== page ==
At the end of the 10 years, Mattamy can sell the course to the community for $6 million. To raise the money, the community working group is proposing a special levy to be paid by Stonebridge homeowners starting in 2021. The amount will range from $175 a year to $475 a year, depending on property values.

If the deal is approved by a majority of homeowners, Mattamy gets its development and a way out of the money-losing golf business. Homeowners get certainty about no future development. They can choose to keep the course going or retain the 198 acres as green space. It’s not a cheap solution, but it keeps their community as it is and preserves property values.

If a majority of homeowners backs the deal, both the levy and redevelopment will still need to be approved by the city, something scheduled for late this fall.

Stonebridge Community Association president Jay McLean was part of the working group that prepared the proposal and he’s pleased with the outcome. The community’s number one goal was preserving green space, and the deal will accomplish that, he says. Mattamy division president Kevin O’Shea says the deal “gives the community the certainty they are looking for.”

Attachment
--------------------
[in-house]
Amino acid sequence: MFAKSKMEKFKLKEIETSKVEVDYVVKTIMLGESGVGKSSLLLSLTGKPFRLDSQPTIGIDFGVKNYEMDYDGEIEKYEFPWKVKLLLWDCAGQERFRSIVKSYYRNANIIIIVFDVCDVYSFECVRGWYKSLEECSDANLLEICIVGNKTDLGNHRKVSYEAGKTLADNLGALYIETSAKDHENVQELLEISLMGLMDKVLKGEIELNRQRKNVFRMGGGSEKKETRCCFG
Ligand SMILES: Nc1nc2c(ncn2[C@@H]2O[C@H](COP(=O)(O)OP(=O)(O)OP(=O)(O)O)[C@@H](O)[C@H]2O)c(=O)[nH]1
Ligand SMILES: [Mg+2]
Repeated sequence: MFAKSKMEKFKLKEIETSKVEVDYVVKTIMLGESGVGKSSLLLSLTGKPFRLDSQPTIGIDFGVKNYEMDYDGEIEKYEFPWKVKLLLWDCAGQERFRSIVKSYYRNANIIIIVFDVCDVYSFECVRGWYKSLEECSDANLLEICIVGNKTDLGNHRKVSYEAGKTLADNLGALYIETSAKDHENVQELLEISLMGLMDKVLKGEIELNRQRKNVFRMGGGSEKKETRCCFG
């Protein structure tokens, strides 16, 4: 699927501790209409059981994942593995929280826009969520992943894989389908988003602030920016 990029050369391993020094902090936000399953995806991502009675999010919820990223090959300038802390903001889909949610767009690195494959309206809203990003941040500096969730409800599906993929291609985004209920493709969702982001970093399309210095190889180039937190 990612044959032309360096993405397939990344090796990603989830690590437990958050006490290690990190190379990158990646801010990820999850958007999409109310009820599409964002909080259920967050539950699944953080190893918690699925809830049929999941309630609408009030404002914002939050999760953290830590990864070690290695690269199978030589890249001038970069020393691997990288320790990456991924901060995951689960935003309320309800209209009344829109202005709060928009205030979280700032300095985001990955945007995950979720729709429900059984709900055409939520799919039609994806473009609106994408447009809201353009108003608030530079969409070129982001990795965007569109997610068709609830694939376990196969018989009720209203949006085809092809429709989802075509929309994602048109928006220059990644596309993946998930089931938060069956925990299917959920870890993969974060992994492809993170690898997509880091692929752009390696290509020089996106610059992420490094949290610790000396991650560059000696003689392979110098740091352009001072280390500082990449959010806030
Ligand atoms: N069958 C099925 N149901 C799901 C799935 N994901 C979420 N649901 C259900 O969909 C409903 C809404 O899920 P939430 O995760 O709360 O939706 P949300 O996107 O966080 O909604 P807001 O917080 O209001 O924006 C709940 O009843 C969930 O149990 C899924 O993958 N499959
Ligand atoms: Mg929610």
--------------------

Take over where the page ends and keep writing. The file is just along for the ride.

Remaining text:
As useful as this deal could be for Stonebridge residents, it doesn’t provide a template to resolve a somewhat similar dispute in Kanata North, where the owner of the Kanata Lakes golf course wants to work with a group of local developers to replace the course with housing. In Kanata, a longstanding legal agreement saying the community has to have 40 per cent open space strengthens residents’ situation. In Stonebridge, there was no legal impediment to developing the whole course.

Golf course communities have become an anachronism in a city intent on intensifying within the urban boundary. Redeveloping those lands for housing is in sync with the city’s planning goals, but it’s not politically saleable to homeowners who thought they had a deal. If it goes ahead, the Stonebridge plan shows there is a reasonable middle ground.

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City eyes five big themes for Ottawa’s new official plan

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As Ottawa maps out its future for the next 25-plus years, city staff propose focusing on five major areas, including the places we live and the ways we move around the capital.